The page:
What is Table Beer?
Table beer is difficult to define as it’s an elusive term that does not align with a specific beer style, rather it represents a concept – an everyday, low-alcohol by volume (ABV) beer that’s both accessible and communal. While table beer does not adhere to any strict guidelines, they are generally malt forward, with subtle hops and colour ranging anywhere on the spectrum from gold to black. Modern table beers tend to lean toward a saison style of beer and are typically between 1.5%-3% ABV.
Tafelbier & Bière de Table
Low-ABV beer had been around for hundreds of years, the notion of table beer gained momentum in Belgium (tafelbier) and France (bière de table) in the late 19th century. The concept of table beer was to simply to provide a casual drink to be enjoyed at meal times by everyone around the table. Historical examples of table beer are thought to have had a very low ABV of less than 1%, and even young kids drank this low-alcohol brew. Typically, traditional table beers were malt-forward, lightly hopped and meant to pair well with just about any type of food. They were often served in larger vessels designed for sharing.
Table Beer in England
While many people attribute the concept of table beer to communal gatherings in 19th century Europe, some argue that the term ‘table beer’ originated in England. In 1782 British parliament implemented an excise tax on beer, where three tax classes were created in descending order based on strength: strong, table and small. Strong beer had more alcohol, was more expensive, and taxed at the highest rate. At the time, table beer had an ABV that fell between 2.75% to 4% and was taxed at a lower rate than strong beer, small beer was taxed the least. The official classification of table beer was dissolved in 1830, when the tax was shifted from finished beer to malt and hops using in brewing. Low-gravity beers continued to be brewed, but the concept of table beer gradually faded away by the second half of the 19th century.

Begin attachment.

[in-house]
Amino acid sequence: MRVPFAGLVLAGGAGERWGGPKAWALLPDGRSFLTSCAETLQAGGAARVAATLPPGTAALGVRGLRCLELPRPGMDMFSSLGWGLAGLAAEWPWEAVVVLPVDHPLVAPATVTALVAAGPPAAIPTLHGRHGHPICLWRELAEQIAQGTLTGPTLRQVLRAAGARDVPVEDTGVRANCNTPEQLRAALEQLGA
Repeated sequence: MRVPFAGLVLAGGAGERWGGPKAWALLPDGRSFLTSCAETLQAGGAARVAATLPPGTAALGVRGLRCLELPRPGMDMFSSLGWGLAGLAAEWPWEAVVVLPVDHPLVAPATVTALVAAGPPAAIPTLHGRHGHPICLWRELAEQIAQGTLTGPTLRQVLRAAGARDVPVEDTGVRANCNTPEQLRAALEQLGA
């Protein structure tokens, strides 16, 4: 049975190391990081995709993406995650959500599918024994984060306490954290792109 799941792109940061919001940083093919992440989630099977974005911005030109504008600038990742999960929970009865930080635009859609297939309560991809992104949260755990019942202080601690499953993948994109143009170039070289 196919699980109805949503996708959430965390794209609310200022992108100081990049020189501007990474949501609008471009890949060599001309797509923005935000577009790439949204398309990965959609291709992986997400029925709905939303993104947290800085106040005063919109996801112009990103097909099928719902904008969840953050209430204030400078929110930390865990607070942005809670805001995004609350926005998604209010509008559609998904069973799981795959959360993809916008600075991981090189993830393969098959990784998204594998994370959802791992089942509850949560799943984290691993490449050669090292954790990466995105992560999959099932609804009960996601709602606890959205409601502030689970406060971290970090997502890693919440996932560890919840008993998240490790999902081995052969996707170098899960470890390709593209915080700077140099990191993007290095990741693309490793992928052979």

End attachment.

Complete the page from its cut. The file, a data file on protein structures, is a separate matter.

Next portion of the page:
Low ABV Beer
It’s impossible to definitively pinpoint when and where the concept of table beer was born, but the practice of brewing and consuming low-alcohol beers is historically rooted in the Middle Ages. Low alcohol brews were served all over medieval Europe, often as a source of nutrition, that was both fortifying and refreshing. They were full of calories, cheap to produce and provided important sustenance to manual labourers and the poor who had limited access to clean drinking water. Beer was a source of potable water, safe to drink due to the boiling point of wort during the brewing process, where hops helped to inhibit bacteria and preserve shelf life.
Current craft beer trends have brought renewed attention to this historical beer concept and has created a space for brewers to add their own contemporary flair. Over the years, the alcohol percentage in table beer has climbed from the sub-one percent to somewhere between two and four. Rather than representing a true beer style per se, table beers represent an approach to drinking, with a focus on a social aspect where beer is meant to be shared and celebrated.
(Leah is a Toronto based freelance writer as well as Head Beer Weenie and a server at C’est What)